Since just prior to the start of the Great Recession in October 2008 (seven years ago), Austin has added 165,800 jobs for a growth rate of 21.0% compared to 11.8% for Texas and 4.6% for the U.S.
Seasonally adjusted job growth from September to October is up 0.5% in Austin and 0.2% statewide.
The number of unemployed in Austin has declined by 5,093 or 12.6% in the last 12 months.
Austin's seasonally adjusted unemployment is 3.3%, up from 3.2% in September.
The Austin metropolitan area added 32,100 jobs, or 3.5%, in the 12 months ending in October, according to Friday’s release of payroll jobs numbers by the Texas Workforce Commission (TWC) and the U.S. Bureau of Labor Statistics (BLS). Austin’s 3.5% growth makes it the sixth best performing among the 50 largest metro areas. San Antonio grew by 4.0%, ranking third, and Dallas grew by 3.5%, ranking fifth. The other two major Texas metros missed the top 10. Fort Worth grew by 1.6% (38th), and Houston grew by 1.1% (46th) between October 2014 and October 2015.
For the year ending in October, private sector job growth in the Austin MSA is 4.1%, or 30,600 jobs, and with all private industry divisions, but one, contributing to the growth. Austin's sizable government sector (nearly 19% of jobs) saw modest growth over the last 12 months, gaining 1,900 jobs or 0.9%, thus bringing the overall job growth rate to 3.5%.
Texas saw weaker net private sector job growth of 1.8% with all private industries, except manufacturing and construction and natural resources, adding jobs over the last 12 months. As with Austin, total job growth statewide is lower, 1.7%, due to the only moderate growth (1.2%) in the government sector, which accounts for over 16% of total state employment. For the nation, private sector growth is 2.2% for the 12 months ending in October, with all private industries adding jobs. Overall job growth is a more modest 1.9% because the government sector gained only 0.5%.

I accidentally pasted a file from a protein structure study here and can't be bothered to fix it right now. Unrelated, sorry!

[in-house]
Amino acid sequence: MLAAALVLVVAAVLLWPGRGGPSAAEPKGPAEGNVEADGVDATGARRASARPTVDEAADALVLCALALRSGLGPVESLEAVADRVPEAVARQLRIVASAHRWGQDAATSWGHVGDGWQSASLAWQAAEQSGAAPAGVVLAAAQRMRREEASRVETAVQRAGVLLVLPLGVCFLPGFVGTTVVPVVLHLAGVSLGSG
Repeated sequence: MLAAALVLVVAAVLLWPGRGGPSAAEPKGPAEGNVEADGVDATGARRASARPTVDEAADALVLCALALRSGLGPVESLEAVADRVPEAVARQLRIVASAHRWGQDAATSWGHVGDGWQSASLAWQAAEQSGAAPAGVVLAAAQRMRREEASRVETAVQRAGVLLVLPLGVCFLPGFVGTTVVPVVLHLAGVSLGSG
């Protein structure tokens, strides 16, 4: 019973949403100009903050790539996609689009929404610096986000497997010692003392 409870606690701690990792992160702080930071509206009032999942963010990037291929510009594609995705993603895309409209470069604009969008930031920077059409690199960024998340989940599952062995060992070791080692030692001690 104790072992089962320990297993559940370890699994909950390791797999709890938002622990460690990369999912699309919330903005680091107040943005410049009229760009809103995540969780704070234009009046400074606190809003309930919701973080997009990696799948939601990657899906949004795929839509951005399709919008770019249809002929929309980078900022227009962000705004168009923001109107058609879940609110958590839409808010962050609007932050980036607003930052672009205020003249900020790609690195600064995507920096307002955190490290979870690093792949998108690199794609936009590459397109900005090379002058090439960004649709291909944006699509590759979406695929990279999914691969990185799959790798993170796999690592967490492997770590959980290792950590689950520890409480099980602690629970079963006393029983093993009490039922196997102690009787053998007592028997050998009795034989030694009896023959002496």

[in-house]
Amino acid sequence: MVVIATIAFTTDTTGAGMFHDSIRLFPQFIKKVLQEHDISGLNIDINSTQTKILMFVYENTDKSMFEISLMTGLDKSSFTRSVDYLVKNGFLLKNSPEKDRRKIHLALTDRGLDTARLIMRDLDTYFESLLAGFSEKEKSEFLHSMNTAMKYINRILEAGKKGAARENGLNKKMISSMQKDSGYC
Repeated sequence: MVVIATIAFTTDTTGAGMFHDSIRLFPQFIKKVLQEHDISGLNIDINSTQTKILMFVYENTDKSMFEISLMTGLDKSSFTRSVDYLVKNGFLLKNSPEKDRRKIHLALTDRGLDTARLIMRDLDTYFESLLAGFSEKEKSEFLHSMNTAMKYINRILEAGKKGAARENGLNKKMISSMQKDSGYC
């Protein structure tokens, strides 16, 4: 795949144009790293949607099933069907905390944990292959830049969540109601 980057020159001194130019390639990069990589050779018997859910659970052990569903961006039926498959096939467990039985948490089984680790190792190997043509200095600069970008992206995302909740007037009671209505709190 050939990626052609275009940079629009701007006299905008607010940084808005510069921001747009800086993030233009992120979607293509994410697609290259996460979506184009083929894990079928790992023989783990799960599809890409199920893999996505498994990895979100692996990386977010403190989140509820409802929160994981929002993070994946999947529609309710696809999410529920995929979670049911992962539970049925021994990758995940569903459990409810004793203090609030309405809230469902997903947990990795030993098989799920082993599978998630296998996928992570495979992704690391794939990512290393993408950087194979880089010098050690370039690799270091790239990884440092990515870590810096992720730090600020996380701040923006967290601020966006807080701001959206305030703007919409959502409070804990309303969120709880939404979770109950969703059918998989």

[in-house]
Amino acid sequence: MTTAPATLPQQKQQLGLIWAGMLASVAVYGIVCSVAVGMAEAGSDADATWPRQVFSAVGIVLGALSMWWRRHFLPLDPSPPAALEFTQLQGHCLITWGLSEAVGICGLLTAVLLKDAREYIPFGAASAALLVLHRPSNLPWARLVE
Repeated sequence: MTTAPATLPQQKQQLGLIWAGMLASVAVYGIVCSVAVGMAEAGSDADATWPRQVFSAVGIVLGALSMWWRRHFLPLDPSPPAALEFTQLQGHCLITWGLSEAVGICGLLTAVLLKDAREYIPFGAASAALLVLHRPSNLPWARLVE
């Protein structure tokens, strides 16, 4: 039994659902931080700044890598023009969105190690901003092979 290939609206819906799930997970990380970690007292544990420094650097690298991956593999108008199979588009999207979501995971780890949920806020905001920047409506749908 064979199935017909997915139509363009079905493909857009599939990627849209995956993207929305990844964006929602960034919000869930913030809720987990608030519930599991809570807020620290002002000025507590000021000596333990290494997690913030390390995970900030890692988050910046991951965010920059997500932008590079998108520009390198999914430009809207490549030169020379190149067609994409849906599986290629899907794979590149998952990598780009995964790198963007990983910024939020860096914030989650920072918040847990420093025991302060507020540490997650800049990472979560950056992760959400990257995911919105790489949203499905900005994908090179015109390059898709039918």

Jobs in October are up from the preceding month by 8,200 jobs or 0.9% in the not-seasonally-adjusted series for Austin, while on a seasonally adjusted basis, jobs are up by 4,400 or 0.5%. Statewide, seasonally adjusted jobs are up 20,000 or 0.2%. Jobs are also up in Dallas and San Antonio, by 0.6%, and in Houston by 0.4%. Jobs declined by 0.1% in Fort Worth. Nationally, seasonally adjusted jobs rose 0.2% in October.
In Austin, the industry adding the most jobs and growing fastest is professional and business services which grew by 12,000 jobs or 8.0%, over the last 12 months. Also growing at a faster-than-average rate is leisure and hospitality (5.9% or 6,300 jobs). Jobs in manufacturing were unchanged.
Statewide, leisure and hospitality grew fastest at 5.4% (64,200 jobs). Education and health services added the most jobs 73,200 (4.7%). The other relatively fast growing industries were professional and business services (3.3%), information (2.7%), and retail trade (2.6%). Manufacturing declined by 35,400 jobs (-4.0%) and construction and natural resources declined by 27,500 jobs (-2.8%).
Nationally, professional and business services grew fastest and added the most jobs (3.3% or 651,000 jobs) over the 12 months ending in October. Leisure and hospitality (3.0%) and education and health services (2.8%) also grew at faster-than-average rates. Manufacturing saw the lowest rate of growth, 0.5%. No industry lost jobs.
The net gain for private service-providing industries in Austin is 29,700 jobs, or 4.6%, over the last 12 months. Employment in goods producing industries is up by 900 jobs or 0.8%. Statewide, private service-providing industries are up 244,800 or 3.1%, but goods producing industries are down 62,900 jobs or -3.3%.